I am a fan of beautiful fonts. This is why I find myself on the mailing list if MyFonts.com. I recently received their Winter 2007 newsleter featuring the short article titled ‘A cast-iron investment’. It starts out with:
Of all the wonderful things about fonts, there’s one that is rarely mentioned by us font sellers. It’s this: fonts last for a very long time. Unlike almost all the other software you may have bought 10 or 15 years ago, any fonts you bought are likely still working well, waiting to be called back into action when you load up that old newsletter or greetings card you made!
Interesting. The article goes on to point out:
But, of course, foundries make updates to their fonts every now and then, with both bug fixes and major upgrades in features and language coverage.
All this leaves me wondering if there is a place in the world for a digital font archive. A single source of digital font files for use by archives around the world. Of course, there would be a number of hurdles:
- How do you make sure that the fonts are only available for use in documents that used the fonts legally?
- How do you make sure that the right version of the font is used in the document to show us how the document appeared originally?
You could say this is made moot by using something like Adobe’s PDF/A format. It is also likely that we won’t be running the original word processing program that used the fonts a hundred years from now.
Hurdles aside, somehow it feels like a clever thing to do. We can’t know how we might enable access to documents that use fonts in the future. What we can do is keep the font files so we have the option to do clever things with them in the future.
I would even make a case for the fact that fonts are precious in their own right and deserve to be preserved. My mother spent many years as a graphic designer. From her I inherited a number of type specimen books – including one labeled “Adcraft Typographers, Inc”. Google led me to two archival collections that include font samples from Adcraft:
- University of Delaware Library Special Collections: J. Ben Lieberman Papers – Series VII: Type Specimens and Commercial Type Directories, 1900s
- University of Central Florida: Sol and Sadie Malkoff Papers – listed as “including over a hundered typography and font specimens”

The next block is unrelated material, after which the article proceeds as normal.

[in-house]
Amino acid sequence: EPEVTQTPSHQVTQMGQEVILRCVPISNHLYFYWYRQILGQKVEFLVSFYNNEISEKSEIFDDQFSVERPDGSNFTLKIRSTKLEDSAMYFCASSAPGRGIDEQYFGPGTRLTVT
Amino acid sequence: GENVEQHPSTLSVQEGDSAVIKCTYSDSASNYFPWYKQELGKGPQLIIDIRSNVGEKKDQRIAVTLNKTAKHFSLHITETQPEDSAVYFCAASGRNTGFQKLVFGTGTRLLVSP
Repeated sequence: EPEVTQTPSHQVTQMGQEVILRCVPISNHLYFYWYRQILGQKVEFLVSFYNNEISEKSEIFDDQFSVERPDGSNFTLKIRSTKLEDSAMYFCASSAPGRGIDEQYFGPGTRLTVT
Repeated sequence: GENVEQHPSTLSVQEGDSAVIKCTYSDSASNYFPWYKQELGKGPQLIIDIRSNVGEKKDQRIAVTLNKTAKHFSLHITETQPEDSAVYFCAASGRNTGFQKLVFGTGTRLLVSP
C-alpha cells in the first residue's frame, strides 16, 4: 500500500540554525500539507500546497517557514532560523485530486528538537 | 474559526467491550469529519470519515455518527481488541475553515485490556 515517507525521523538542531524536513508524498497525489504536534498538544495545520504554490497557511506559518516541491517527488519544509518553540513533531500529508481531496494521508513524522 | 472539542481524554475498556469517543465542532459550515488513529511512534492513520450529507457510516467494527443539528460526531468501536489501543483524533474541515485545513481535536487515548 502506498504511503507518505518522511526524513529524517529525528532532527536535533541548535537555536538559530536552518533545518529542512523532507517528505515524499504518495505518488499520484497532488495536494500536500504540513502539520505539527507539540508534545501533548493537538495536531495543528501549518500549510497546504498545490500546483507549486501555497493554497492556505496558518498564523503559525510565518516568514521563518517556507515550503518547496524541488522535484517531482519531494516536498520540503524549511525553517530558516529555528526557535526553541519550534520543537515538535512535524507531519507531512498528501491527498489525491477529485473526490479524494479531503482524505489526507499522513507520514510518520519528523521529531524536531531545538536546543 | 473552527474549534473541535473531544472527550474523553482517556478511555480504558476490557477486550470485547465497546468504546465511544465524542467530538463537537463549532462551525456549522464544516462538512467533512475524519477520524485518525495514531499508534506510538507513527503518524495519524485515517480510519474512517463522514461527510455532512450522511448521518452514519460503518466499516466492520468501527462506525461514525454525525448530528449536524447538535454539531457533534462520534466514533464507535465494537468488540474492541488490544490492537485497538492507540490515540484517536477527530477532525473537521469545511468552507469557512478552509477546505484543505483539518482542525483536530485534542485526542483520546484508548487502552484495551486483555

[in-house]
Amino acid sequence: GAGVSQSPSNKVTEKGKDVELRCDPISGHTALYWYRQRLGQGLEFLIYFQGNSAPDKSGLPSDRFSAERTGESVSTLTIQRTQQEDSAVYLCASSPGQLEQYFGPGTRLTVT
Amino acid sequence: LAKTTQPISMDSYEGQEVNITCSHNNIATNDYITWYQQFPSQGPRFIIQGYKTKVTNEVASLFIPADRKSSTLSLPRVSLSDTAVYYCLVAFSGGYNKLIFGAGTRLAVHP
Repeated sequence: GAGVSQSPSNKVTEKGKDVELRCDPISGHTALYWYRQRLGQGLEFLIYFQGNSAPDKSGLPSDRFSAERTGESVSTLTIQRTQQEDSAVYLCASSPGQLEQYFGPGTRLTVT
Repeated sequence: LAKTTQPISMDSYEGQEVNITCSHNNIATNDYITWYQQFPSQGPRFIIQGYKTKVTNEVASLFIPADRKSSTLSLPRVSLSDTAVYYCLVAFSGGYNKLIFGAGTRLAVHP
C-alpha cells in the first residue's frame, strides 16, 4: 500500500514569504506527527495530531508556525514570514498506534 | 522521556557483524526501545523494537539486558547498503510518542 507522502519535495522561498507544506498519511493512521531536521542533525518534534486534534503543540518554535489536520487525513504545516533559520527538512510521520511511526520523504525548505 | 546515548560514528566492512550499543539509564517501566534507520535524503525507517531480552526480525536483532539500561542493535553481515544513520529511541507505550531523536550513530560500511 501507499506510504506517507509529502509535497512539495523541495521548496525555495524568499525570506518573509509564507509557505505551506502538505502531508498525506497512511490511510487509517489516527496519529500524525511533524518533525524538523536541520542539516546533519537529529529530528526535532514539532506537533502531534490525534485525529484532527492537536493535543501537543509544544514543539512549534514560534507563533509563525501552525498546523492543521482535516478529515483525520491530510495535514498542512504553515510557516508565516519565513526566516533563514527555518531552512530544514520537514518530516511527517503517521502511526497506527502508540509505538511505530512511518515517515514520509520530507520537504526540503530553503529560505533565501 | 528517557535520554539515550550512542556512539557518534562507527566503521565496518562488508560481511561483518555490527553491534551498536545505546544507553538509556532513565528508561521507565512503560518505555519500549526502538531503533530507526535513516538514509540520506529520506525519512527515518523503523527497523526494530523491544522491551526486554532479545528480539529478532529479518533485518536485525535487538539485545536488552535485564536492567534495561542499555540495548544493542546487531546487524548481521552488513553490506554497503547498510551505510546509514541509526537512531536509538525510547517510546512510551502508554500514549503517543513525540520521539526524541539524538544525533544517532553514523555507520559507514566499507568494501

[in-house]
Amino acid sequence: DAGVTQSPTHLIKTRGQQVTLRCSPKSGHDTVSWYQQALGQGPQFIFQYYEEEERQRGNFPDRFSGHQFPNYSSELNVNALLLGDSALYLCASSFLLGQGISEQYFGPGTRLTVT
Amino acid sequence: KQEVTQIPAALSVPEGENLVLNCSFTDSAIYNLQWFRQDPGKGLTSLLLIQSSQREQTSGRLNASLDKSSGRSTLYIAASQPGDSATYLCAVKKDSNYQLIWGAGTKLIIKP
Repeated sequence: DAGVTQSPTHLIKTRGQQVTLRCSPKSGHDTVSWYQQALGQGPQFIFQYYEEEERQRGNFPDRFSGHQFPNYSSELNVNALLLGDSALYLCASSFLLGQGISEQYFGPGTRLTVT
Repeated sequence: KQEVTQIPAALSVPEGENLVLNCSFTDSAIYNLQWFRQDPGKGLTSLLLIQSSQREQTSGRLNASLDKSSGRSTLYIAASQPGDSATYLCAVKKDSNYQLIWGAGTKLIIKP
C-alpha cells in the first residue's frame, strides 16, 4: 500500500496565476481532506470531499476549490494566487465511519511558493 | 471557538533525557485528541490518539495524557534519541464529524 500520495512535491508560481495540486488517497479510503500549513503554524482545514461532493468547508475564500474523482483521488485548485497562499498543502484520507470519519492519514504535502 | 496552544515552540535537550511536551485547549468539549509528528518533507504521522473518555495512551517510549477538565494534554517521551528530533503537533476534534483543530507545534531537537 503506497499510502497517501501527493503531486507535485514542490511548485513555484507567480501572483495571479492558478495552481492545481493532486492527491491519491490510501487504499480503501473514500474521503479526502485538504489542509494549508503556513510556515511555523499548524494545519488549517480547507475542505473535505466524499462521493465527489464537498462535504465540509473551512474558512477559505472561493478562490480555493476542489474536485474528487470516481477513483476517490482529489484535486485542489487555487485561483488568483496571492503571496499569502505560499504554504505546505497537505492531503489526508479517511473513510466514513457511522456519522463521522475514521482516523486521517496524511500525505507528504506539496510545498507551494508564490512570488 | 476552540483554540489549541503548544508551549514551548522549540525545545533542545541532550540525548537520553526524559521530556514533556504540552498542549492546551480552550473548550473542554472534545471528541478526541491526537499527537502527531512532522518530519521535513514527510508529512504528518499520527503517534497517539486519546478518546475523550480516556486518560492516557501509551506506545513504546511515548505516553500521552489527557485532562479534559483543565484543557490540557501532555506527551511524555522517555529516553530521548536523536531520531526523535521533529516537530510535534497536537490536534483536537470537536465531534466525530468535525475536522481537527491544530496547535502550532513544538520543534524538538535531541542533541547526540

Another great reason for a digital font archive is the surge in individual foundries creating new fonts every day. What once was an elite craft now has such a low point of entry that anyone can download some software and hang out their shingle as a font foundry. Take a look around MyFonts.com. Read about selling your fonts on MyFonts.com.
While looking for a good page about type foundries I discovered the site for Precision Type which shows this on their only remaining page:
For the last 12 years, Precision Type has sought to provide our customers with convenient access to a large and diverse range of font software products. Our business grew as a result of the immense impact that digital technology had in the field of type design. At no other time in history had type ever been available from so many different sources. Precision Type was truly proud to play a part in this exciting evolution.
Unfortunately however, sales of font software for Precision Type and many others companies in the font business have been adversely affected in recent years by a growing supply of free font software via the Internet. As a result, we have decided to discontinue our Precision Type business so that we can focus on other business opportunities.
I have to go back to May 23, 2004 in the Internet Archive Wayback Machine to see what Precision Type’s used to look like.
There are more fonts than ever before. Amateurs are driving professionals out of business. Definitely sounds like digital fonts and their history are a worthy target for archival preservation.
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